Human hands simply cannot concentrate the force at this point; they are wide and they redistribute the force across the width of the hand as the technician applies it. This changes the “distance” portion of the “force times distance” equation. Pulling on torque wrenches by hand is, for most tools, simply a means of inducing needless variation into the test. This can cause the testing to be inaccurate, and result in needless tool adjustments, excessive calibration time, or even result in certifying a tool as accurate that is in fact inaccurate - nullifying the purpose of the calibration.

A properly designed and manufactured mechanical loader eliminates this source of test result variation. We use them in our laboratories, and will not even consider calibrating a torque tool without them.

Load Perpendicularity

A core premise in torque application, both by a tool to the fastener and on the tool during calibration, is that the force is applied perpendicular to the torque output.

When this perpendicularity (in two axes) is not maintained, a new source of variation in the torque is induced. The variation in output is not due to the tool, but to the method in which it is used or tested. During calibration, lack of perpendicularity can result in needless adjustments to the tool, reduced calibration productivity, and even certifying a tool as accurate that is not.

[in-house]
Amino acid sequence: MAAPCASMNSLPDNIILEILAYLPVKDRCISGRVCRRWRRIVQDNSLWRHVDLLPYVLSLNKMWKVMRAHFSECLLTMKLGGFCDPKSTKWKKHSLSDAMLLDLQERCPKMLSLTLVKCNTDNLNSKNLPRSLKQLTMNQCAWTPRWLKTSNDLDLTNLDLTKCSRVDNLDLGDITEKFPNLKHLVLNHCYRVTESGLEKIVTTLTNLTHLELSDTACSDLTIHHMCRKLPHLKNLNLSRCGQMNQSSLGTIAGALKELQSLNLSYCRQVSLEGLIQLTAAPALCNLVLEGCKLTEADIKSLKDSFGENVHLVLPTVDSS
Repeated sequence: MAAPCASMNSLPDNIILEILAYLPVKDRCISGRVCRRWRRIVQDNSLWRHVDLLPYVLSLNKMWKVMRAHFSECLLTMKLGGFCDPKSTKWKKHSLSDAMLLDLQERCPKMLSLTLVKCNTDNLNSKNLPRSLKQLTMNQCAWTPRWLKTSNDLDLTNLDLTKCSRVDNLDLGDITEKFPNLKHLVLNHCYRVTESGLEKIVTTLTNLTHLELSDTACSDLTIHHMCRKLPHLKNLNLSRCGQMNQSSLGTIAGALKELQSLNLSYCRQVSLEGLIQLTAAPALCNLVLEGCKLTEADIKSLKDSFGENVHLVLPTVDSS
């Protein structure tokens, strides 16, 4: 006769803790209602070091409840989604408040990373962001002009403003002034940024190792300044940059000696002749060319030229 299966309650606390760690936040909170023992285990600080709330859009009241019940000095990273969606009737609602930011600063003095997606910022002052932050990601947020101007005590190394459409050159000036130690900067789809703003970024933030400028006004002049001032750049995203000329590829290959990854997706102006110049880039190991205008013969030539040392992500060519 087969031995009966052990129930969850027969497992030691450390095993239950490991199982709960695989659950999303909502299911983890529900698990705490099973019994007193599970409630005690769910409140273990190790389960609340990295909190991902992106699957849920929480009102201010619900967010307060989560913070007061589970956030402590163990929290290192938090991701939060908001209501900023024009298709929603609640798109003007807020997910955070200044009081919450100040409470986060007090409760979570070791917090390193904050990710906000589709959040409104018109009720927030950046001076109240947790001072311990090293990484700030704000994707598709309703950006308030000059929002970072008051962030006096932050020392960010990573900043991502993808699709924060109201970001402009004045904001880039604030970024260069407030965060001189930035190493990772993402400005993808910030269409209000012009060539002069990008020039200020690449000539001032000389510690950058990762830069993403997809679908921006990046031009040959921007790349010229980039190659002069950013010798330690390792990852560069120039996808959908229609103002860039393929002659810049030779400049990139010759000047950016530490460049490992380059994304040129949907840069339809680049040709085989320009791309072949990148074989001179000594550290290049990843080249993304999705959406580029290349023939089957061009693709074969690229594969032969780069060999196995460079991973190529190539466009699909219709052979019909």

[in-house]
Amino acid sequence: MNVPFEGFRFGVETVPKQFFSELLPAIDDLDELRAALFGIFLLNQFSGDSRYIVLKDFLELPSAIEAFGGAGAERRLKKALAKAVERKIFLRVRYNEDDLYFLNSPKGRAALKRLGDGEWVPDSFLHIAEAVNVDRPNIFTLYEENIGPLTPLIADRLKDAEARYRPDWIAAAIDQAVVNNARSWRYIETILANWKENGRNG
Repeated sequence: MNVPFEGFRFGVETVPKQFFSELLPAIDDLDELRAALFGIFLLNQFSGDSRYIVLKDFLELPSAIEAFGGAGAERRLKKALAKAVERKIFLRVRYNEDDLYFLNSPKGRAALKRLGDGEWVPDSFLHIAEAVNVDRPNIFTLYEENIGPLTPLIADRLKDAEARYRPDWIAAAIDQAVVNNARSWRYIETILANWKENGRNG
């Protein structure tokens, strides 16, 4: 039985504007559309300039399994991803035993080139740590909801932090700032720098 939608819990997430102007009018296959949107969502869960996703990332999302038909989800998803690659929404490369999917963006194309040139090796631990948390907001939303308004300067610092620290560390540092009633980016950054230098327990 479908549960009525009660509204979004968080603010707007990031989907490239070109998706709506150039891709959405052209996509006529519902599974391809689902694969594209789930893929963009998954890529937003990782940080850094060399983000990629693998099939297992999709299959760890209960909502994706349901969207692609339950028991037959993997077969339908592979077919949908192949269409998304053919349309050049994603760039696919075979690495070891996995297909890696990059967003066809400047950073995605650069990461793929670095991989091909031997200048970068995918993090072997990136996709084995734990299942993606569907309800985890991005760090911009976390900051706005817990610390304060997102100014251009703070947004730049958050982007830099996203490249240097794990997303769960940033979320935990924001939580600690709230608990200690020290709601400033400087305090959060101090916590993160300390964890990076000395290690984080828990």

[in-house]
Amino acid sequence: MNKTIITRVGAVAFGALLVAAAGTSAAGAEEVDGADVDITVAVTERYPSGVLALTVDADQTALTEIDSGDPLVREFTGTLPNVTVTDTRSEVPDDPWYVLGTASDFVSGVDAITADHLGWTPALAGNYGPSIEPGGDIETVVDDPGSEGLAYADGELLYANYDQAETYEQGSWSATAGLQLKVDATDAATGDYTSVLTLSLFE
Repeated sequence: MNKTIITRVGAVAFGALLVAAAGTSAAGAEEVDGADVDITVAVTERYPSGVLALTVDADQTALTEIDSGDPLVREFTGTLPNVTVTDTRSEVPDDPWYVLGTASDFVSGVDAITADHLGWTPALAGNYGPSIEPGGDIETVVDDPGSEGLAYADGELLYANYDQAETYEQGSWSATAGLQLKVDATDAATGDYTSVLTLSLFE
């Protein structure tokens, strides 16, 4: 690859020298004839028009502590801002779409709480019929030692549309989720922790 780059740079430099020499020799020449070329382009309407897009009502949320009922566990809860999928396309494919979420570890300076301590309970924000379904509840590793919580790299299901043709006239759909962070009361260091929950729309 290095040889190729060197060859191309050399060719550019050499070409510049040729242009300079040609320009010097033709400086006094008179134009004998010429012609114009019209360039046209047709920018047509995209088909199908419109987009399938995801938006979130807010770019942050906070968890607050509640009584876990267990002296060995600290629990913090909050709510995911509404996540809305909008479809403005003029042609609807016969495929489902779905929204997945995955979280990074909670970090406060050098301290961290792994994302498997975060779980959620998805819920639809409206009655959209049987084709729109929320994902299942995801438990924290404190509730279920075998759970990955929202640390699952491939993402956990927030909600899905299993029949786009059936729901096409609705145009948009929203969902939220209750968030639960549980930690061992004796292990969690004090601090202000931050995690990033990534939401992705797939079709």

A properly-designed mechanical loader will have a tool support to maintain perpendicularity in one axis, and will assure that load application remains at 90 degrees in the axis of rotation at all times during tool loading. Any mechanical loader that does not perform both functions invites problems in this area, just as applying the force by hand during calibration does.


Every human being slows down and becomes more error-prone when fatigued. Pulling on torque wrenches repeatedly during the performance of calibrations is a fatiguing activity, and over the course of hours the fatigue can adversely affect productivity. This occurs even with low-capacity torque wrenches; when calibrating tools of higher torque output the fatigue sets in more quickly.

It is not merely pulling on a tool that induces fatigue. For direct-reading torque wrenches (digital, dial, beam) the tool must be held at a specified torque value while the reading is taken. This requires the continuous application of a steady force; an exercise in care with low capacity tools and a challenging exercise with high capacity tools. Performed repeatedly this effort can rapidly fatigue a technician.

A mechanical loader gives serious mechanical advantage to the technician. Instead of applying a high amount of force for a very brief or more extended period of time with each reading, the technician applies a few ounces of force and the loader multiplies it to the needed level. With S/R mechanical loaders even the force to test a tool at 600 foot-pounds can be applied with two fingers - easily. The result is lower technician fatigue and higher technician productivity - every day.

We strongly urge using a mechanical loader when performing torque wrench calibration, particularly of direct reading tools.